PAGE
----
A sample holder for use in SEM uses a thin film less than 10 nm thick and so secondary electrons can be detected. Consequently, imaging and inspection can be performed at higher resolution. A sample holder for use in TEM permits the distance between thin films to be reduced. Hence, high-resolution imaging and inspection are enabled. The common feature to SEM and TEM sample holders is that a sample containing liquid placed under atmospheric pressure can be observed or inspected after a small amount of the sample is passed through a filter or a medicine is mixed with the sample. In addition, a large number of sample holders can be fabricated because of use of MEMS or nanoimprint technology. It is an object of the present invention to provide such a sample holder. It is another object of the present invention to provide a method of observing or inspecting a sample using such a sample holder. It is a further object of the present invention to provide an apparatus for observing or inspecting a sample using such a sample holder.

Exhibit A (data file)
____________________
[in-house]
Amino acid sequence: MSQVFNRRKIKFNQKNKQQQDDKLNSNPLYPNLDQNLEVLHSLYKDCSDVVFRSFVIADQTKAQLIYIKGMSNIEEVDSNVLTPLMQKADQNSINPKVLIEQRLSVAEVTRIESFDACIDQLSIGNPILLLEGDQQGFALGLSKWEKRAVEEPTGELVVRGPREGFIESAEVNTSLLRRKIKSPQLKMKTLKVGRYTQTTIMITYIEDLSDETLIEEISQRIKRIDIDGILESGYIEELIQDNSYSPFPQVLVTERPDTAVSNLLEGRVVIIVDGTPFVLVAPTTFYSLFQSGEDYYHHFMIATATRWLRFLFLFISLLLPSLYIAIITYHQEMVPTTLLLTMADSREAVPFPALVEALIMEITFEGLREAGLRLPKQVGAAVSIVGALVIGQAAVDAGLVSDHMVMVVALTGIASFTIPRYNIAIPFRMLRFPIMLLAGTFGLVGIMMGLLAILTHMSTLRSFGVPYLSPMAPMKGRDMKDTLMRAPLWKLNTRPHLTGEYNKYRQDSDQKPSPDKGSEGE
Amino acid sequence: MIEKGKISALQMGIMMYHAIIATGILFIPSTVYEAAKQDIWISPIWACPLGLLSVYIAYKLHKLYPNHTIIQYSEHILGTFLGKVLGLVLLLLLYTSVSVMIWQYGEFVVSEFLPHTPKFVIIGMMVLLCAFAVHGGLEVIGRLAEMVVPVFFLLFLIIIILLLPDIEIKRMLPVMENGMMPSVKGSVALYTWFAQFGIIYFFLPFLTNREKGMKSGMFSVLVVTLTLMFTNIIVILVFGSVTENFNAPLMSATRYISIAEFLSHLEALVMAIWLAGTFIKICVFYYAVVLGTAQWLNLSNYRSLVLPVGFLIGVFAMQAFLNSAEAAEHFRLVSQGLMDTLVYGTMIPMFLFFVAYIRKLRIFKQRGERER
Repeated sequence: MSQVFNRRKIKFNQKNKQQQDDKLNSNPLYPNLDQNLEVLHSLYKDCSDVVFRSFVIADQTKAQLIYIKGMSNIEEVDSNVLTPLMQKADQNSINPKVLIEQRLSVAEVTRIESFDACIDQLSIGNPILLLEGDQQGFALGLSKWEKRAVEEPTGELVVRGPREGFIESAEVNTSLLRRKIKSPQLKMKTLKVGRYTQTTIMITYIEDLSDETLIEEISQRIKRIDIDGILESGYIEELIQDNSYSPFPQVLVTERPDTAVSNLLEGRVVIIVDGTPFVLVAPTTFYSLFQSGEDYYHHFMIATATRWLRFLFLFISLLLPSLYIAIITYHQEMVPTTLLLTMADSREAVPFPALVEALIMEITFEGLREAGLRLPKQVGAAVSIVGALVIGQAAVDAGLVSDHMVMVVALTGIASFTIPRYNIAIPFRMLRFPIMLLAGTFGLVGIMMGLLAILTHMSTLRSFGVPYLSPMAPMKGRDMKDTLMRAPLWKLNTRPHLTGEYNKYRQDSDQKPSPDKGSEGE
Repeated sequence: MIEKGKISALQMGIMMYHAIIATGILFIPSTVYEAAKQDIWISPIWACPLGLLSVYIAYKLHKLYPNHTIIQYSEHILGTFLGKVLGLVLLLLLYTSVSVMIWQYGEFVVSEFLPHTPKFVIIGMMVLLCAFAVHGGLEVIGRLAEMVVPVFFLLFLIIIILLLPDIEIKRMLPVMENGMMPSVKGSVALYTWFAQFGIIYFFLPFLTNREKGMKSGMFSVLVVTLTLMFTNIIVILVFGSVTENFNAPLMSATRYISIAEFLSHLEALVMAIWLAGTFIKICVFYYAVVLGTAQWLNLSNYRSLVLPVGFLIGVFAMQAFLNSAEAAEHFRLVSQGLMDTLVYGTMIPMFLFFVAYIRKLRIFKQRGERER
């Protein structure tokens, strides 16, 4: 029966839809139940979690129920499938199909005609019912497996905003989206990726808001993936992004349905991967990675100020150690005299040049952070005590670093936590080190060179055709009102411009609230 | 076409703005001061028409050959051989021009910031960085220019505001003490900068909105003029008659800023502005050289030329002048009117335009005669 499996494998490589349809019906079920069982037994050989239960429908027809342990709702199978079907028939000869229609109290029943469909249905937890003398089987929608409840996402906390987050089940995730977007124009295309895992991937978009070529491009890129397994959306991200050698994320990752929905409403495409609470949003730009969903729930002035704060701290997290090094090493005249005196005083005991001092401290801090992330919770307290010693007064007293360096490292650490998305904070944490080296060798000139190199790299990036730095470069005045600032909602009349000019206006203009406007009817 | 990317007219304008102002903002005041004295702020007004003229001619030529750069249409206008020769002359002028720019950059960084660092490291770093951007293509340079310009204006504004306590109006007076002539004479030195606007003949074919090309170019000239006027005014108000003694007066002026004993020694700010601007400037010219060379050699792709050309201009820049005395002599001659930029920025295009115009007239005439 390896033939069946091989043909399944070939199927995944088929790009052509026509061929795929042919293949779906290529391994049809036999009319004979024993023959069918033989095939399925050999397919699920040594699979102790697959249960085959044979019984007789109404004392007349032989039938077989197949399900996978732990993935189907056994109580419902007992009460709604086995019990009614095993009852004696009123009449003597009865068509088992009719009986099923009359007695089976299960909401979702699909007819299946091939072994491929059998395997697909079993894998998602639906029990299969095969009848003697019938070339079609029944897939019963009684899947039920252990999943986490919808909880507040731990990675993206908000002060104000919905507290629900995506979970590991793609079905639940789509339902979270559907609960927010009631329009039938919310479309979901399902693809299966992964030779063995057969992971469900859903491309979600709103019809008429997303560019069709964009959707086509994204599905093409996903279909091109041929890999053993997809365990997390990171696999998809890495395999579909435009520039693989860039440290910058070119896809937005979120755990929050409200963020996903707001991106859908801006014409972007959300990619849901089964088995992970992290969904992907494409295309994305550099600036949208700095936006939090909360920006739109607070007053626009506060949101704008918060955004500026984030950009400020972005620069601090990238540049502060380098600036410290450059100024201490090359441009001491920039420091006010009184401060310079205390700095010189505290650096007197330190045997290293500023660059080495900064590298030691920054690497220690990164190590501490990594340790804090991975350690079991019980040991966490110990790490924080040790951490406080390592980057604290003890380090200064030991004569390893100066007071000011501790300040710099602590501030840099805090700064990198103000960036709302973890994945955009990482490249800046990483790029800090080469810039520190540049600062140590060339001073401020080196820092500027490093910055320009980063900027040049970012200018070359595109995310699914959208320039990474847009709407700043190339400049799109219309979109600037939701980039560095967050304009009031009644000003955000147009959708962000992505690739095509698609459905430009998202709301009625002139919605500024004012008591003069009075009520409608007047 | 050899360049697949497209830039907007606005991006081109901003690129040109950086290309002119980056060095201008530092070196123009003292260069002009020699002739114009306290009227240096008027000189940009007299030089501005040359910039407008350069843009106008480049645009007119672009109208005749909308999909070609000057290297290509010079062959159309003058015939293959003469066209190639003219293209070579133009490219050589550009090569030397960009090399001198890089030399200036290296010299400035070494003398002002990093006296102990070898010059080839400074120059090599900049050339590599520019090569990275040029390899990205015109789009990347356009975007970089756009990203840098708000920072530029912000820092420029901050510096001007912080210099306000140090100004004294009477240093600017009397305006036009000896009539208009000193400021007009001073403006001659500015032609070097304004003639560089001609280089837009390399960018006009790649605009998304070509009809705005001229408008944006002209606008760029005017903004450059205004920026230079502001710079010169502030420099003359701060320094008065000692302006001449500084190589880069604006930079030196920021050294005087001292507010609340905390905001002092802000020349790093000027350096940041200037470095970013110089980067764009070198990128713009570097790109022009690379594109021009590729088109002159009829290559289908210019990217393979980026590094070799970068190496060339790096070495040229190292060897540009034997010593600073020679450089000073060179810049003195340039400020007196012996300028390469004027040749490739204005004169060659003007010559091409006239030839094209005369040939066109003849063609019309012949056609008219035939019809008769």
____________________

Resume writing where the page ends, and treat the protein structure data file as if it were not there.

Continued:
A first sample holder, according to the present invention, has a frame-like member provided with an opening that is covered with a film. The film has a first surface on which a sample is held. The thickness D of the film and the length L of the outer periphery of the portion of the film that covers the opening in the frame-like member satisfy a relationship given by L/D <200,000.

A second sample holder, according to the present invention, has a frame-like member provided with an opening in which a lattice is formed. At least opening portions of the lattice are covered with a film. The film has a first surface on which a sample is held. The thickness D of the film and the length L of the outer periphery of the portion of the film that covers the opening portions in the lattice satisfy a relationship given by L/D <200,000.